Known for their light weight and corrosion resistance, aluminum kickstands are a great choice for road cycling and lightweight bikes. Pure aluminum can be too soft for kickstand use, so most are made from hardened aluminum alloys such as 6061 or 7005 series. The alloying elements add strength and hardness needed for stability and durability.
Benefits of aluminum alloy kickstands include:
- Very light weight – Important for racing and performance bikes
- Great corrosion resistance if anodized or powder-coated
- High strength-to-weight ratio
- Easy to cast complex shapes and clamp designs
- Doesn’t rust like steel
Aluminum is ideal for cyclists looking to shed every extra ounce. Brands like Greenfield offer ultra-light kickstands forged from aluminum alloys that weigh as little as 3.5 oz. Anodized finishes don’t chip or corrode easily either. Just avoid using bare aluminum that can oxidize and develop pits over time when exposed to rain and salty air.
Known for superior strength and durability, steel is commonly used for bike kickstands, especially on utility bikes. While heavier than aluminum, high-quality chrome-molybdenum or stainless steel alloys offer excellent performance.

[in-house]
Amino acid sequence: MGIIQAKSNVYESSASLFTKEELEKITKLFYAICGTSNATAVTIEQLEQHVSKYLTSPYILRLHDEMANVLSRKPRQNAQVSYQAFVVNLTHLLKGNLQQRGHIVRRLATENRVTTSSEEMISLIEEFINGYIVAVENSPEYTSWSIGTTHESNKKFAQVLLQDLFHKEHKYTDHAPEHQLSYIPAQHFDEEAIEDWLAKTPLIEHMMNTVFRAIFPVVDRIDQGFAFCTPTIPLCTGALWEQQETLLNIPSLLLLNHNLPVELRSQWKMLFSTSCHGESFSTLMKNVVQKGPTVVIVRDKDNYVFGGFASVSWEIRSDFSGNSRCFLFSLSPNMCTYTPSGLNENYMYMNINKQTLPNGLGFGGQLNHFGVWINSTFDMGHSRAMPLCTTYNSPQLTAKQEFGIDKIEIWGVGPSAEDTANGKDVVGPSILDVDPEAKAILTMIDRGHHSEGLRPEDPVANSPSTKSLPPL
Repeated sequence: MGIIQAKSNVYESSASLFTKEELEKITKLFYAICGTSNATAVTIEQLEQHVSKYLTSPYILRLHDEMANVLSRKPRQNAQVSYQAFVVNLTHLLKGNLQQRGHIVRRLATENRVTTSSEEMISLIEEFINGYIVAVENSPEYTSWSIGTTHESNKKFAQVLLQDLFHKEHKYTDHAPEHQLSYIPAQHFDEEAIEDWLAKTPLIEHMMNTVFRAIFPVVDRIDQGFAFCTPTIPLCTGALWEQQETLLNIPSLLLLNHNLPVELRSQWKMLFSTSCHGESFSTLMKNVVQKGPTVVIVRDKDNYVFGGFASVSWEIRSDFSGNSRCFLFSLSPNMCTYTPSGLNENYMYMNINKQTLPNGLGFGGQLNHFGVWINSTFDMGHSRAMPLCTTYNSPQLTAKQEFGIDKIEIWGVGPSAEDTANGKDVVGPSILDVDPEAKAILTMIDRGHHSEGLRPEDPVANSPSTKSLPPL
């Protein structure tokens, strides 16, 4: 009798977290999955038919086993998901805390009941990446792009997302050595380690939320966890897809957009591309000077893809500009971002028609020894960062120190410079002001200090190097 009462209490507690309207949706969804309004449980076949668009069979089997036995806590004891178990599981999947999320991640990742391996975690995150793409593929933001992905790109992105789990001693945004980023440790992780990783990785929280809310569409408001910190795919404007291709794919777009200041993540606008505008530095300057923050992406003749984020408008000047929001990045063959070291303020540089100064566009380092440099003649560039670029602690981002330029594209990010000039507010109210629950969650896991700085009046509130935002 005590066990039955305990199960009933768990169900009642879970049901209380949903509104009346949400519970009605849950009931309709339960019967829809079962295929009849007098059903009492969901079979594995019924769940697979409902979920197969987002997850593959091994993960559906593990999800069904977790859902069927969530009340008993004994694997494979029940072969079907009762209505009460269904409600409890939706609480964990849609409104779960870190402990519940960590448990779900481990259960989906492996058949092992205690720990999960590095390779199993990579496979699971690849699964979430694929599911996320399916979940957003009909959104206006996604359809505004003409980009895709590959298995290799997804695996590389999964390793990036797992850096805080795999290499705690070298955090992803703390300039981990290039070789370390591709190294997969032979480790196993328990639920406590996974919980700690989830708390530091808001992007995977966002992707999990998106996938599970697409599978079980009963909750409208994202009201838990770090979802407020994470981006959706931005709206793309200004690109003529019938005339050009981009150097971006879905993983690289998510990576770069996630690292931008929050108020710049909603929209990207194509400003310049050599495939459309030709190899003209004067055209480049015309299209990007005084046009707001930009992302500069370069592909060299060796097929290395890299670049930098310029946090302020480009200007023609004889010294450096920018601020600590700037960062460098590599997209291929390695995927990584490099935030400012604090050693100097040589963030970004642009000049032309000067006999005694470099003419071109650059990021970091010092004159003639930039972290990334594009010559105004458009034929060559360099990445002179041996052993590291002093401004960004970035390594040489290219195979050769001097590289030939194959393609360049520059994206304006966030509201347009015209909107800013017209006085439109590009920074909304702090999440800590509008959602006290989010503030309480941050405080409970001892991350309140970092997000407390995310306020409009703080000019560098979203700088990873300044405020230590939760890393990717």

Benefits of steel kickstands include:
- Very strong and durable
- Resists bending even when heavily loaded
- Corrosion-resistant if properly plated or coated
- Inexpensive compared to other metals
- Easy to weld/assemble kickstand clamp designs
Chromoly steel with zinc plating is a frequent choice – strong enough for cargo and electric bikes but still reasonably priced. Powder coating or paint provides additional corrosion protection. Stainless steel models from Pletscher and Hebie offer superior weather-resistance for extended life.
Engineering Plastic Kickstands
High-tech engineering plastics like reinforced nylon offer a final option. Plastic kickstands provide:
- Light weight similar to aluminum
- Noise dampening – no metal-on-metal contact
- Corrosion proof
- Easy to mold complex designs
- Impact resistance
Brands like Ursus use fiber-reinforced nylon to produce adjustable kickstands that won’t corrode or bend. Plastic’s dampening effect also eliminates annoying vibrations when riding over rough pavement. While not as strong as metal designs, reinforced composites can match the durability of many aluminum kickstands at a fraction of the weight.
Choosing The Right Material
When deciding on kickstand materials, consider how you use your bike most:
- Aluminum – Best for road, cyclocross, and performance bikes where light weight matters.
- Steel – Ideal for commuter, cargo and electric bikes that require strength.
- Plastic – Great for mountain, touring and carbon fiber bikes where vibration damping is a plus.
Also factor in climate and exposure to moisture or salt which can impact corrosion resistance. All types are available with protective platings and coatings for extended durability. While often overlooked, considering the advantages of each kickstand material will ensure you get the right blend of function and performance.